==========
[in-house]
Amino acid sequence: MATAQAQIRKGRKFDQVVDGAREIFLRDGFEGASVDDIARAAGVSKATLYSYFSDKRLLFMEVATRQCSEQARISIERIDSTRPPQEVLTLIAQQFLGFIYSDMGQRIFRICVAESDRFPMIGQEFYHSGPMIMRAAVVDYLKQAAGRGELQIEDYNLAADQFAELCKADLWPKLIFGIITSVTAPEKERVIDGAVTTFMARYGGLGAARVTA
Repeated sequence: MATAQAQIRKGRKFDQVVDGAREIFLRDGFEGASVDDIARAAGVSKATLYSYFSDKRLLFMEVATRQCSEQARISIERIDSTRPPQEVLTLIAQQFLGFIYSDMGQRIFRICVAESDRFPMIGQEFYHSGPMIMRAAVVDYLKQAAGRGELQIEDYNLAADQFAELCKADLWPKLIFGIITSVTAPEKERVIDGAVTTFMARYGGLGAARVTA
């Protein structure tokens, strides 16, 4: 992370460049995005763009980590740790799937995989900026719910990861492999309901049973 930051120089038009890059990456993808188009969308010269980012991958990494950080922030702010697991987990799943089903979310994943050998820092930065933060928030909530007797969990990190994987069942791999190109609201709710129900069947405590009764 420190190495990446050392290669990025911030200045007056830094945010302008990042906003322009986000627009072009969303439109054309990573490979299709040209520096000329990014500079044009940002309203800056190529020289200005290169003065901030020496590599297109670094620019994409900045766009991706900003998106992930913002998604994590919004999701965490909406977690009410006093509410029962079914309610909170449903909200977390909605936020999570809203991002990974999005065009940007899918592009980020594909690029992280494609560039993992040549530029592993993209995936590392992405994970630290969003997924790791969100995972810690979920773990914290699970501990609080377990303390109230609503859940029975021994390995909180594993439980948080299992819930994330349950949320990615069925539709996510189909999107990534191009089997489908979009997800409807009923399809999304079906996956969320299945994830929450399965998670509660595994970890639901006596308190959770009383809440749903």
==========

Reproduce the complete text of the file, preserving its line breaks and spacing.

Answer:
[in-house]
Amino acid sequence: MATAQAQIRKGRKFDQVVDGAREIFLRDGFEGASVDDIARAAGVSKATLYSYFSDKRLLFMEVATRQCSEQARISIERIDSTRPPQEVLTLIAQQFLGFIYSDMGQRIFRICVAESDRFPMIGQEFYHSGPMIMRAAVVDYLKQAAGRGELQIEDYNLAADQFAELCKADLWPKLIFGIITSVTAPEKERVIDGAVTTFMARYGGLGAARVTA
Repeated sequence: MATAQAQIRKGRKFDQVVDGAREIFLRDGFEGASVDDIARAAGVSKATLYSYFSDKRLLFMEVATRQCSEQARISIERIDSTRPPQEVLTLIAQQFLGFIYSDMGQRIFRICVAESDRFPMIGQEFYHSGPMIMRAAVVDYLKQAAGRGELQIEDYNLAADQFAELCKADLWPKLIFGIITSVTAPEKERVIDGAVTTFMARYGGLGAARVTA
């Protein structure tokens, strides 16, 4: 992370460049995005763009980590740790799937995989900026719910990861492999309901049973 930051120089038009890059990456993808188009969308010269980012991958990494950080922030702010697991987990799943089903979310994943050998820092930065933060928030909530007797969990990190994987069942791999190109609201709710129900069947405590009764 420190190495990446050392290669990025911030200045007056830094945010302008990042906003322009986000627009072009969303439109054309990573490979299709040209520096000329990014500079044009940002309203800056190529020289200005290169003065901030020496590599297109670094620019994409900045766009991706900003998106992930913002998604994590919004999701965490909406977690009410006093509410029962079914309610909170449903909200977390909605936020999570809203991002990974999005065009940007899918592009980020594909690029992280494609560039993992040549530029592993993209995936590392992405994970630290969003997924790791969100995972810690979920773990914290699970501990609080377990303390109230609503859940029975021994390995909180594993439980948080299992819930994330349950949320990615069925539709996510189909999107990534191009089997489908979009997800409807009923399809999304079906996956969320299945994830929450399965998670509660595994970890639901006596308190959770009383809440749903």